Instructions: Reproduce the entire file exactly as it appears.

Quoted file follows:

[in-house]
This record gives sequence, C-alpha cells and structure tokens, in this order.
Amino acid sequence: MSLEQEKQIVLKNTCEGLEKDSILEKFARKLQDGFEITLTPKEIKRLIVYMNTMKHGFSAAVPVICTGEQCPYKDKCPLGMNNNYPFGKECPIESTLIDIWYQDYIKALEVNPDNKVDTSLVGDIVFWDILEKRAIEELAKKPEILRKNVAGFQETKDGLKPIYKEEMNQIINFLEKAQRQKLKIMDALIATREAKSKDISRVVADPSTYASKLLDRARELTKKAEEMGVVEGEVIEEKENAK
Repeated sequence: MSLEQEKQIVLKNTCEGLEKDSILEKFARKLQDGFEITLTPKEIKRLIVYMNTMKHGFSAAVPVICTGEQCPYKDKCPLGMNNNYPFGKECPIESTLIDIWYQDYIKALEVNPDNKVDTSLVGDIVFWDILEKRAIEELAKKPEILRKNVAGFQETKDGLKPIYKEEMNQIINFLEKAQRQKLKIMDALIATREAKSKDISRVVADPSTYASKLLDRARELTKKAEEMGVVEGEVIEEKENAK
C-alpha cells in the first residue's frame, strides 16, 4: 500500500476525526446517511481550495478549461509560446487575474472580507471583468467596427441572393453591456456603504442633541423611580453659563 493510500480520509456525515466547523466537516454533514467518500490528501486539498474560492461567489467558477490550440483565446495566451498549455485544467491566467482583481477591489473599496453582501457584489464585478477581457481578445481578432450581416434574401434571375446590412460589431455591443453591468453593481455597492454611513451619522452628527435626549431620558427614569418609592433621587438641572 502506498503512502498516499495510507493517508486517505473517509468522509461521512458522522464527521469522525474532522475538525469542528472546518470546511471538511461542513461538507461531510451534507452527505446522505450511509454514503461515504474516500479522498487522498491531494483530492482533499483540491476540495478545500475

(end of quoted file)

[in-house]
This record gives sequence, C-alpha cells and structure tokens, in this order.
Amino acid sequence: MSLEQEKQIVLKNTCEGLEKDSILEKFARKLQDGFEITLTPKEIKRLIVYMNTMKHGFSAAVPVICTGEQCPYKDKCPLGMNNNYPFGKECPIESTLIDIWYQDYIKALEVNPDNKVDTSLVGDIVFWDILEKRAIEELAKKPEILRKNVAGFQETKDGLKPIYKEEMNQIINFLEKAQRQKLKIMDALIATREAKSKDISRVVADPSTYASKLLDRARELTKKAEEMGVVEGEVIEEKENAK
Repeated sequence: MSLEQEKQIVLKNTCEGLEKDSILEKFARKLQDGFEITLTPKEIKRLIVYMNTMKHGFSAAVPVICTGEQCPYKDKCPLGMNNNYPFGKECPIESTLIDIWYQDYIKALEVNPDNKVDTSLVGDIVFWDILEKRAIEELAKKPEILRKNVAGFQETKDGLKPIYKEEMNQIINFLEKAQRQKLKIMDALIATREAKSKDISRVVADPSTYASKLLDRARELTKKAEEMGVVEGEVIEEKENAK
C-alpha cells in the first residue's frame, strides 16, 4: 500500500476525526446517511481550495478549461509560446487575474472580507471583468467596427441572393453591456456603504442633541423611580453659563 493510500480520509456525515466547523466537516454533514467518500490528501486539498474560492461567489467558477490550440483565446495566451498549455485544467491566467482583481477591489473599496453582501457584489464585478477581457481578445481578432450581416434574401434571375446590412460589431455591443453591468453593481455597492454611513451619522452628527435626549431620558427614569418609592433621587438641572 502506498503512502498516499495510507493517508486517505473517509468522509461521512458522522464527521469522525474532522475538525469542528472546518470546511471538511461542513461538507461531510451534507452527505446522505450511509454514503461515504474516500479522498487522498491531494483530492482533499483540491476540495478545500475